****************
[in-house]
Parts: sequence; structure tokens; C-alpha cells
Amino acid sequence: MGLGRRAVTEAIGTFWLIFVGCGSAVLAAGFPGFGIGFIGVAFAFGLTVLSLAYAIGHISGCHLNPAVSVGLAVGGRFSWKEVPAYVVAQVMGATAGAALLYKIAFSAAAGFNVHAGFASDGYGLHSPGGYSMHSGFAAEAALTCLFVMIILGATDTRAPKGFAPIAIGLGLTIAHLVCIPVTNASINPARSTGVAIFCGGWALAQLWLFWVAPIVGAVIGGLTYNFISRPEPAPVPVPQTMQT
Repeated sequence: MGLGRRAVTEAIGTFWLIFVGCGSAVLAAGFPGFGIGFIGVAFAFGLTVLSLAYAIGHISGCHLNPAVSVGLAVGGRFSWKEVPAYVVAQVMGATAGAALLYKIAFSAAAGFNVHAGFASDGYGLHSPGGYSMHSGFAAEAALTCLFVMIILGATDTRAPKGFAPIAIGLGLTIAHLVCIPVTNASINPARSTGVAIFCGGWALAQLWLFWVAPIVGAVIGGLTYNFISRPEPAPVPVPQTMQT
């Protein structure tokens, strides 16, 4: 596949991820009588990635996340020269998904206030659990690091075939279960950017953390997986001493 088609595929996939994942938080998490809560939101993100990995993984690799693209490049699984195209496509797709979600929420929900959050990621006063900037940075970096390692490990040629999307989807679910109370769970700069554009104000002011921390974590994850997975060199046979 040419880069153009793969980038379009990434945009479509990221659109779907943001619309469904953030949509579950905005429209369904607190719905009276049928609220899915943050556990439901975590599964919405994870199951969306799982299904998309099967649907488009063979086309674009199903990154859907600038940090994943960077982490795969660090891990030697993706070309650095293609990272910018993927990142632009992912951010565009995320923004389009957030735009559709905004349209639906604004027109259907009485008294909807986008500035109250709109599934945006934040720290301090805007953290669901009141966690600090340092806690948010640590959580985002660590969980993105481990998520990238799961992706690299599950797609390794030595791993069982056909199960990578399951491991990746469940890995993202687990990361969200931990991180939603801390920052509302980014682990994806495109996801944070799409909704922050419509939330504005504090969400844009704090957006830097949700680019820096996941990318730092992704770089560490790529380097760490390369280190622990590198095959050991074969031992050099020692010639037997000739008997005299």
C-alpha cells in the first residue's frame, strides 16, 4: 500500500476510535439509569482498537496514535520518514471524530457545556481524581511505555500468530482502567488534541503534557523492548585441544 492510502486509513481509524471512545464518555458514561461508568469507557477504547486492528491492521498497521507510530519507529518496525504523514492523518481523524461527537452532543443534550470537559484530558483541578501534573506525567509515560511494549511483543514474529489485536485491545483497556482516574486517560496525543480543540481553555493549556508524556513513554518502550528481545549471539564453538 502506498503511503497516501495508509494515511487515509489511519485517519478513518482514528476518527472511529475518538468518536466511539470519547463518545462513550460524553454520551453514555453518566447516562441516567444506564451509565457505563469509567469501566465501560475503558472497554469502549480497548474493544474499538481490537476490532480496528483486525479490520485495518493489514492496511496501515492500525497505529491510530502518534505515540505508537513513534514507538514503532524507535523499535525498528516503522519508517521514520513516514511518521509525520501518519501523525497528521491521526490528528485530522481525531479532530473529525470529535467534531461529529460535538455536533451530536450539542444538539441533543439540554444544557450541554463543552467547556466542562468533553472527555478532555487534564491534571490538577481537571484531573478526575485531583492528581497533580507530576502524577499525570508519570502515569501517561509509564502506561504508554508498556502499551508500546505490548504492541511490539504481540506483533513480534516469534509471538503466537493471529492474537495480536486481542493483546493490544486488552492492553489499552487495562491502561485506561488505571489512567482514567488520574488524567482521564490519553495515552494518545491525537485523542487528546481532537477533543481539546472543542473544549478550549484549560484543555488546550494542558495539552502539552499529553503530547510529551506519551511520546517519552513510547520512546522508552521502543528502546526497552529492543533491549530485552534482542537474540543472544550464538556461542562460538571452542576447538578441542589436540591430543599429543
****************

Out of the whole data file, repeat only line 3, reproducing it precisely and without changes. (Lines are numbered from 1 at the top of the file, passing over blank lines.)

Amino acid sequence: MGLGRRAVTEAIGTFWLIFVGCGSAVLAAGFPGFGIGFIGVAFAFGLTVLSLAYAIGHISGCHLNPAVSVGLAVGGRFSWKEVPAYVVAQVMGATAGAALLYKIAFSAAAGFNVHAGFASDGYGLHSPGGYSMHSGFAAEAALTCLFVMIILGATDTRAPKGFAPIAIGLGLTIAHLVCIPVTNASINPARSTGVAIFCGGWALAQLWLFWVAPIVGAVIGGLTYNFISRPEPAPVPVPQTMQT